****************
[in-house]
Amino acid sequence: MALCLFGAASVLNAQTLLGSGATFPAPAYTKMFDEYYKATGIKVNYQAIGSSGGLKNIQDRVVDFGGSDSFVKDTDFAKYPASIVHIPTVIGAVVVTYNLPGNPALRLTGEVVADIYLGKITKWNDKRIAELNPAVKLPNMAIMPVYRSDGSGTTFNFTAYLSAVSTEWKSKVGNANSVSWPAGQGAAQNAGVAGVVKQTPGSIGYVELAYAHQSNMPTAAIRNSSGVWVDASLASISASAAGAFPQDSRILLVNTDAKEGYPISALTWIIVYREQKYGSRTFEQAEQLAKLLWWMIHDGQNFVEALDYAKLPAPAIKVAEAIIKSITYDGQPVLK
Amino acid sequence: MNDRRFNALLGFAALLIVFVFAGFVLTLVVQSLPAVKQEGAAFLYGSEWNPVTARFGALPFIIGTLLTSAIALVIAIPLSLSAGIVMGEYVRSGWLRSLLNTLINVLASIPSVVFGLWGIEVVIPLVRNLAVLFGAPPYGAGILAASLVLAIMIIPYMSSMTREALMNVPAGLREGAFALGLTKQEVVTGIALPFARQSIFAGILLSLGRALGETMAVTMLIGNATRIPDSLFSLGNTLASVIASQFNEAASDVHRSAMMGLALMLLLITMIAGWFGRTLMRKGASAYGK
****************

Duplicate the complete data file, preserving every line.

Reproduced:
[in-house]
Amino acid sequence: MALCLFGAASVLNAQTLLGSGATFPAPAYTKMFDEYYKATGIKVNYQAIGSSGGLKNIQDRVVDFGGSDSFVKDTDFAKYPASIVHIPTVIGAVVVTYNLPGNPALRLTGEVVADIYLGKITKWNDKRIAELNPAVKLPNMAIMPVYRSDGSGTTFNFTAYLSAVSTEWKSKVGNANSVSWPAGQGAAQNAGVAGVVKQTPGSIGYVELAYAHQSNMPTAAIRNSSGVWVDASLASISASAAGAFPQDSRILLVNTDAKEGYPISALTWIIVYREQKYGSRTFEQAEQLAKLLWWMIHDGQNFVEALDYAKLPAPAIKVAEAIIKSITYDGQPVLK
Amino acid sequence: MNDRRFNALLGFAALLIVFVFAGFVLTLVVQSLPAVKQEGAAFLYGSEWNPVTARFGALPFIIGTLLTSAIALVIAIPLSLSAGIVMGEYVRSGWLRSLLNTLINVLASIPSVVFGLWGIEVVIPLVRNLAVLFGAPPYGAGILAASLVLAIMIIPYMSSMTREALMNVPAGLREGAFALGLTKQEVVTGIALPFARQSIFAGILLSLGRALGETMAVTMLIGNATRIPDSLFSLGNTLASVIASQFNEAASDVHRSAMMGLALMLLLITMIAGWFGRTLMRKGASAYGK